17 and he went out, bearing his own cross, to the place called The Place of a Skull, which in Aramaic is called Golgotha. 18 There they crucified him, and with him two others, one on either side, and Jesus between them. 19 Pilate also wrote an inscription and put it on the cross. It read, “Jesus of Nazareth, the King of the Jews.” 20 Many of the Jews read this inscription, for the place where Jesus was crucified was near the city, and it was written in Aramaic, in Latin, and in Greek. 21 So the chief priests of the Jews said to Pilate, “Do not write, ‘The King of the Jews,’ but rather, ‘This man said, I am King of the Jews.’” 22 Pilate answered, “What I have written I have written.” 23 When the soldiers had crucified Jesus, they took his garments and divided them into four parts, one part for each soldier; also his tunic.[a]But the tunic was seamless, woven in one piece from top to bottom,24 so they said to one another, “Let us not tear it, but cast lots for it to see whose it shall be.” This was to fulfill the Scripture which says, “They divided my garments among them, and for my clothing they cast lots."So the soldiers did these things, 25 but standing by the cross of Jesus were his mother and his mother's sister, Mary the wife of Clopas, and Mary Magdalene. 26 When Jesus saw his mother and the disciple whom he loved standing nearby, he said to his mother, “Woman, behold, your son!” 27 Then he said to the disciple, “Behold, your mother!” And from that hour the disciple took her to his own home. John 19:17 - 27 (ESV)
Jesus was arrested and bound by the soldiers and taken before Annas, father-in-law of the High Priest Caiaphas. Annas is also called the High Priest in other passages so there is some debate over why he is also called the High Priest. Some suggest that Caiaphas and Annas shared the position and others suggest that since he was High Priest before Caiaphas that he was probably retired from the position but still held the title.
The death of Jesus is a graphic and gruesome thing. Many of us have either seen movies, read books or even imagined in your mind what this horrific event was like, but I do not think we can fathom what it was really like. The death Jesus suffered was a painful, humiliating and violent one, yet it was necessary to accomplish the will of the Father. Crucifixion was a method of capital punishment used by many nations including Greece and Persia. The Romans used it as a means to execute slaves and criminals.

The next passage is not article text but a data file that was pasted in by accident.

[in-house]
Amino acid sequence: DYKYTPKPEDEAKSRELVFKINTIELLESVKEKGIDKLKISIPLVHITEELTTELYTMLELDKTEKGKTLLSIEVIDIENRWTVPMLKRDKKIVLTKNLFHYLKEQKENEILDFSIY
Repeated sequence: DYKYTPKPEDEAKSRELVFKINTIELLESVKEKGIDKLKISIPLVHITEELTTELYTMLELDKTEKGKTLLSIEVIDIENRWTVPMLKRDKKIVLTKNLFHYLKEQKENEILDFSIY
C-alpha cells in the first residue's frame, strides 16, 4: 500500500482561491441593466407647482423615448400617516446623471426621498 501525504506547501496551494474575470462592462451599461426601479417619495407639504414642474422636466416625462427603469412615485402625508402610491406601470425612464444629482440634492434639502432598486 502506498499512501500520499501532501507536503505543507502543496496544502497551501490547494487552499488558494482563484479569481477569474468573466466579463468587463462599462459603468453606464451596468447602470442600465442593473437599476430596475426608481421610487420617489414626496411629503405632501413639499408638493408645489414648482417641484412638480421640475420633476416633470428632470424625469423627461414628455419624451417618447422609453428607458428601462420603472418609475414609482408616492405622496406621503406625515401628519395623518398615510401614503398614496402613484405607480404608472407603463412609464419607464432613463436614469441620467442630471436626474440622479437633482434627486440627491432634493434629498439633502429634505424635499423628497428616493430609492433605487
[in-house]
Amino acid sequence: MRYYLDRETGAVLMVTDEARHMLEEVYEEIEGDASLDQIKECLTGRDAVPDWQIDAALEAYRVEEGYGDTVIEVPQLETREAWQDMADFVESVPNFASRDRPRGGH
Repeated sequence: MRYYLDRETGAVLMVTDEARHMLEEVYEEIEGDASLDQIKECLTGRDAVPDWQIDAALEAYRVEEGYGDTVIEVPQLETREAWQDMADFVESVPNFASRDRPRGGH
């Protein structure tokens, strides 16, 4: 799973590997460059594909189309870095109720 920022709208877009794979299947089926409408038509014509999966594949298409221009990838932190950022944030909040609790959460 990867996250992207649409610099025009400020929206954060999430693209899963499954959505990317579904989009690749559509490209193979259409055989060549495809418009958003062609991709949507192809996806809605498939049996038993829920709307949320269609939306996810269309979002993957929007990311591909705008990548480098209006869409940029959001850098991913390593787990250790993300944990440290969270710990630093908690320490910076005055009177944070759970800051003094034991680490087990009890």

In the Gospel of John, the final two statements made by Jesus were first a personal need, “I thirst”, and the second is a declaration of completion of the task, “It is finished!” What was finished? Jesus has accomplished what He came to do. The law has been fulfilled and redemption has been made. Through Jesus’ death, humanity can have peace with God. He has borne the penalty of sin for humanity so that those who believe and obey would not face this penalty.
It was nearing the Sabbath before Passover and the process of death was going to be sped up by breaking the legs of those being crucified. They wanted to get this over, so they could go ahead and celebrate the Passover. However, Jesus had already given up His spirit and was lifeless so there was no need to break His legs (thus fulfilling prophecy). To ensure He was in fact dead the Roman soldier pierced his side.
It is believed that both Joseph and Nicodemus were Sanhedrin and followers of Jesus. Joseph must have been a person of influence because typically a person who was crucified was just thrown in a common grave.
Today, this devotional ends the Season of Lent, but the story does not end here. This account is gruesome, brutal, and somewhat tragic but altogether necessary. The death of Jesus Christ establishes God’s new covenant of grace, atonement and redemption with humanity. Let us all remember, today may be a sad day in the Gospel account, but we must remember, Sunday is on the horizon.
Happy Easter! He is RISEN!
Jeff has been in full-time ministry for thirty years. He currently serves as Executive Director at Anchor House Ministry at SeaPort Manatee in Palmetto, FL and he is a part-time Campus Pastor at West Bradenton Southside in Bradenton, Florida.
Jeff Has authored A Lent Devotional (A Spiritual Journey to Lent) an Advent Devotional (The Advent of Jesus) and a devotional on the book of James (James: Where Faith and Life Meet). All three are available on Amazon.
He is married to Carrie and they have four children, Micaiah, Gabe, Simon, and Berea.
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